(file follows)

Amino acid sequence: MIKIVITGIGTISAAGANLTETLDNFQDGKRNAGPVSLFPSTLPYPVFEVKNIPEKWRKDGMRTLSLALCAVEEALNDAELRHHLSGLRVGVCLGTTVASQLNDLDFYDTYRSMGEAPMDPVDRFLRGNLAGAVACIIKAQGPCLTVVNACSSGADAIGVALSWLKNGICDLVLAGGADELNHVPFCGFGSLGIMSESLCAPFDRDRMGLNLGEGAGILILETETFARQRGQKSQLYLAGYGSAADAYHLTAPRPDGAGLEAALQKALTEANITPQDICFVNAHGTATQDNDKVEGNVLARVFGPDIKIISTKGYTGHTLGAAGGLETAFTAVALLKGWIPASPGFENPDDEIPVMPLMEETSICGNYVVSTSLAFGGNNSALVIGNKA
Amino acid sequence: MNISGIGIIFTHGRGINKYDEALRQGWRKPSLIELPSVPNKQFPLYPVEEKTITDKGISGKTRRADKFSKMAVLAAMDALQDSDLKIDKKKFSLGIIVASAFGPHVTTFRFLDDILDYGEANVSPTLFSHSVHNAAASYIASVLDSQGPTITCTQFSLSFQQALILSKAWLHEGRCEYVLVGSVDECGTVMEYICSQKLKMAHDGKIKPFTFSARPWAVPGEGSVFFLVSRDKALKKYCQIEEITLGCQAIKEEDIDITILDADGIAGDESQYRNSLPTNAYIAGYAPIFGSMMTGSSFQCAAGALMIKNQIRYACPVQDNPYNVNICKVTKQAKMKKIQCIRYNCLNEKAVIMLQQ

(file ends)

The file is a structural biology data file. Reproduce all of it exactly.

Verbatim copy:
Amino acid sequence: MIKIVITGIGTISAAGANLTETLDNFQDGKRNAGPVSLFPSTLPYPVFEVKNIPEKWRKDGMRTLSLALCAVEEALNDAELRHHLSGLRVGVCLGTTVASQLNDLDFYDTYRSMGEAPMDPVDRFLRGNLAGAVACIIKAQGPCLTVVNACSSGADAIGVALSWLKNGICDLVLAGGADELNHVPFCGFGSLGIMSESLCAPFDRDRMGLNLGEGAGILILETETFARQRGQKSQLYLAGYGSAADAYHLTAPRPDGAGLEAALQKALTEANITPQDICFVNAHGTATQDNDKVEGNVLARVFGPDIKIISTKGYTGHTLGAAGGLETAFTAVALLKGWIPASPGFENPDDEIPVMPLMEETSICGNYVVSTSLAFGGNNSALVIGNKA
Amino acid sequence: MNISGIGIIFTHGRGINKYDEALRQGWRKPSLIELPSVPNKQFPLYPVEEKTITDKGISGKTRRADKFSKMAVLAAMDALQDSDLKIDKKKFSLGIIVASAFGPHVTTFRFLDDILDYGEANVSPTLFSHSVHNAAASYIASVLDSQGPTITCTQFSLSFQQALILSKAWLHEGRCEYVLVGSVDECGTVMEYICSQKLKMAHDGKIKPFTFSARPWAVPGEGSVFFLVSRDKALKKYCQIEEITLGCQAIKEEDIDITILDADGIAGDESQYRNSLPTNAYIAGYAPIFGSMMTGSSFQCAAGALMIKNQIRYACPVQDNPYNVNICKVTKQAKMKKIQCIRYNCLNEKAVIMLQQ